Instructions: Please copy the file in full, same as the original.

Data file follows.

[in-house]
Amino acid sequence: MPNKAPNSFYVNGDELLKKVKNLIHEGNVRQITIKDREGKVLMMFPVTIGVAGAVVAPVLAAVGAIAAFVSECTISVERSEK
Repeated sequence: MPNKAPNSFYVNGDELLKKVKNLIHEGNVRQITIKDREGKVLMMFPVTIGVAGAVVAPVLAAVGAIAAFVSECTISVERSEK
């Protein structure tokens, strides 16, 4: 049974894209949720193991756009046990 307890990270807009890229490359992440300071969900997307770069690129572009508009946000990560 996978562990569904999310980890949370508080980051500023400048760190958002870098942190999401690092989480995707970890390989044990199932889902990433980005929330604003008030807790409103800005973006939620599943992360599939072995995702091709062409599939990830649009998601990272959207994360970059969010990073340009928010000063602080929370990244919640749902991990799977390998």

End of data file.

[in-house]
Amino acid sequence: MPNKAPNSFYVNGDELLKKVKNLIHEGNVRQITIKDREGKVLMMFPVTIGVAGAVVAPVLAAVGAIAAFVSECTISVERSEK
Repeated sequence: MPNKAPNSFYVNGDELLKKVKNLIHEGNVRQITIKDREGKVLMMFPVTIGVAGAVVAPVLAAVGAIAAFVSECTISVERSEK
């Protein structure tokens, strides 16, 4: 049974894209949720193991756009046990 307890990270807009890229490359992440300071969900997307770069690129572009508009946000990560 996978562990569904999310980890949370508080980051500023400048760190958002870098942190999401690092989480995707970890390989044990199932889902990433980005929330604003008030807790409103800005973006939620599943992360599939072995995702091709062409599939990830649009998601990272959207994360970059969010990073340009928010000063602080929370990244919640749902991990799977390998």